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Blog - the color of night (Rev #6, changes)

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Or: how big is the "greenhouse effect" really?

This page is a blog article in progress, written by Tim van Beek.

When we talked about putting the Earth in a box, we saw that there is a gap of about 33 kelvin between the temperature of a black body in Earth’s orbit with an albedo of 0.3, and the estimated average surface temperature on Earth. An effect that explains this gap would need to

1) have a steady and continuous influence over thousands of years,

2) have a global impact,

3) be rather strong, because heating the planet Earth by 33 kelvin on the average needs a lot of energy.

Last time, in a quantum of warmth, we refined our zero dimensional energy balance model that treats the Earth as an ideal black body, and separated the system into a black body surface and the atmosphere.

With the help of quantum mechanics we saw that:

  • Earth emits mainly infrared radiation, while the radiation from the sun is mostly in the visible and ultraviolett range,

  • only very special components of the atmosphere react to infrared radiation. Not the main components O 2O_2 and N 2N_2, but minor components with different atomic species, like H 2OH_2 O and CO 2CO_2.

  • This downward longwave radiation leads to an increased incoming energy flux from the viewpoint of the surface (without violating any laws of thermodynamics).

This is an effect that certainly matches points 1 and 2: It is both continuous and global. But how strong is it? And is it even measurable? How could we know?

Survival in a combat zone

There has been a lively - sometimes hostile - debate about the “greenhouse effect” which is the popular name for the increase of incoming energy flux caused by infrared active atmospheric components, so maybe you think that the heading above refers to that.

But I have different point in mind: Maybe you heard about guiding systems for missiles that chase “heat”? Do not worry if you have not, the important part is that knowlegeable people working for the armed forces of the USA know about this, and know that an important aspect of the design of aircrafts is to reduce the infrared emission. Let’s see what they wrote about this back in 1982:

The engine hot metal and airframe surface emissions exhibit spectral IR continuum characteristics which are dependent on the temperature and emissivity-area of the radiating surface. These IR sources radiate in a relatively broad wavelength interval with a spectral shape in accordance with Planck’s Law (i.e., with a blackbody spectral shape). The surface- reflected IR radiation will also appear as a continuum based on the equivalent blackbody temperature of the incident radiation (e.g., the sun has a spectral shape characteristic of a 5527°C blackbody). Both the direct (specular) as well as the diffuse (Lambertian) reflected IR radiation components, which are a function of the surface texture and the relative orientation of the surface to the source, must be included. The remaining IR source, engine plume emission, is a composite primarily of C02 and H20 molecular emission spectra. The spectral strength and linewidth of these emissions are dependent on the temperature and concentration of the hot gaseous species in the plume which are a function of the aircraft altitude, flight speed, and power setting.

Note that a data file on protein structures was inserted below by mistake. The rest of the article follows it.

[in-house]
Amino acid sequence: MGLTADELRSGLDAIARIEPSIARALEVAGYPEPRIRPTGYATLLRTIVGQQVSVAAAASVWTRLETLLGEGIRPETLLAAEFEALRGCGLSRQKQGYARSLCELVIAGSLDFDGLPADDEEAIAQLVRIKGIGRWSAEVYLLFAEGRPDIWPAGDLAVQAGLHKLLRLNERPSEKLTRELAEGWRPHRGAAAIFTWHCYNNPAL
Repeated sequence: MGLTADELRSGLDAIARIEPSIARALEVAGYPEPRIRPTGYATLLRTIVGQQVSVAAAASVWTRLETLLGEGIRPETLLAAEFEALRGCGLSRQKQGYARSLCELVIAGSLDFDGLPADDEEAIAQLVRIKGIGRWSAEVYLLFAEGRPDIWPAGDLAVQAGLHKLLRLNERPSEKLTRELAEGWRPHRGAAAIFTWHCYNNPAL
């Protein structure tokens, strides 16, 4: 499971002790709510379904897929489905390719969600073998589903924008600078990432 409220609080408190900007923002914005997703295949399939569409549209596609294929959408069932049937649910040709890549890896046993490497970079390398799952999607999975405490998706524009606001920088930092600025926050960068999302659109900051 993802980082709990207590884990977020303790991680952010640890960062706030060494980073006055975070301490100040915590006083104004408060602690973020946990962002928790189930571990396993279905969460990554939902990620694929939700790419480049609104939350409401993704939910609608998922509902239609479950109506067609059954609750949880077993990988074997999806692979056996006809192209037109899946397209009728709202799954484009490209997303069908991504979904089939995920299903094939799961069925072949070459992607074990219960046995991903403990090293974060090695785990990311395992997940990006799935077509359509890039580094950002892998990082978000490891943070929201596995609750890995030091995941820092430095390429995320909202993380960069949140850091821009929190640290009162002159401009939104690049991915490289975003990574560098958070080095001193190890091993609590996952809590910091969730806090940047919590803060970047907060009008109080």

This is an excerpt from page 15 of


You may notice that the designers point out the difference of a continuous black body radiation and the molecular emission spectra of CO 2CO_2 and H 2OH_2 O. The reason for this, as mentioned last time in a quantum of warmth, is that according to quantum mechanics molecules can emit and absorb radiation at specific energies, i.e. wavelengths, only.

Tim van Beek: Compare black body radiation to the emission spectrum of CO2 and H2O.

This may be a way for us to find out how much infrared radiation we get from the atmosphere! We would have to

  • point some measurement device to the sky, to measure what goes down, not what goes up and

  • check that the spectrum we measure is the characteristic molecular spectrum of CO 2CO_2!

Measuring DLR

What is the place with the least water wapor, the clearest night sky, on Earth?

Tim van Beek: Insert measurement results from the antarctic region.

  • MICHAEL S. TOWN, P. WALDEN, STEPHEN G. WARREN: Spectral and Broadband Longwave Downwelling Radiative Fluxes, Cloud Radiative Forcing, and Fractional Cloud Cover over the South Pole here


  • Dan Lubin, David Cutchin, William Conant, Hartmut Grassl, Ulrich Schmid, Werner Biselli: Spectral Longwave Emission in the Tropics: FTIR Measurement at the Sea Surface and Comparison with Fast Radiation Codes, online here.


  • “Measurements of the radiative surface forcing of climate”, online here.

Devices to measure the infrared radiation of the planetary surface are called pyrgeometer, for pyr = fire and geo = earth.

Tim van Beek: I would like to add radiation measurements, maybe some can be found here:


  • Baseline Surface Radiation Network (BSRN) here.

Also have a look here.

Just to have a number, the flux of DLR (downwards longwave radiation) is about 300 Wm 2W m^{-2}.

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